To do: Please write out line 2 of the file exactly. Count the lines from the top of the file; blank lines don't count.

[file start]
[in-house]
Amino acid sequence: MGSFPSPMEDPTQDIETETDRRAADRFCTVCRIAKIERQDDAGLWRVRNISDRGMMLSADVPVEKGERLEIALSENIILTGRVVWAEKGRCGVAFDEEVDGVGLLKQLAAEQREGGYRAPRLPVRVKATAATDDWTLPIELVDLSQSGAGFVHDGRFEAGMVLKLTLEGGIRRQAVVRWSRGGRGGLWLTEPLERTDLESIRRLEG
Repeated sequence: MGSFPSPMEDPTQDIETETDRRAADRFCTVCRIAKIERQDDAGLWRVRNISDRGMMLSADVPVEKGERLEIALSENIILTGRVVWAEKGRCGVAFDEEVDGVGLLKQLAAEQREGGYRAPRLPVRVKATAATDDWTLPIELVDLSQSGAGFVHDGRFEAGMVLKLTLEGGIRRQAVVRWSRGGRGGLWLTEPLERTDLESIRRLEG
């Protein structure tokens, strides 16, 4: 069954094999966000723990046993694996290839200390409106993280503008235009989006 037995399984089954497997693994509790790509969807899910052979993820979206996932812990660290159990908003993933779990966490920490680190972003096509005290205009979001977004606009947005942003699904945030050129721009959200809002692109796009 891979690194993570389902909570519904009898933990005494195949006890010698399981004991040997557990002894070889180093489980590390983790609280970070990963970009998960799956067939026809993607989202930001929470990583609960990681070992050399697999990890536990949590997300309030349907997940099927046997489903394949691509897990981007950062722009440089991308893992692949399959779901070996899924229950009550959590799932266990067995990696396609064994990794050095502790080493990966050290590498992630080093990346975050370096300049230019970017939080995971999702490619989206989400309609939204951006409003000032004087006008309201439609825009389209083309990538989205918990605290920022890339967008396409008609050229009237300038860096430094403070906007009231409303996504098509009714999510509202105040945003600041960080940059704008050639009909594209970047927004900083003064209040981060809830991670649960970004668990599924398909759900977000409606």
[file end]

Amino acid sequence: MGSFPSPMEDPTQDIETETDRRAADRFCTVCRIAKIERQDDAGLWRVRNISDRGMMLSADVPVEKGERLEIALSENIILTGRVVWAEKGRCGVAFDEEVDGVGLLKQLAAEQREGGYRAPRLPVRVKATAATDDWTLPIELVDLSQSGAGFVHDGRFEAGMVLKLTLEGGIRRQAVVRWSRGGRGGLWLTEPLERTDLESIRRLEG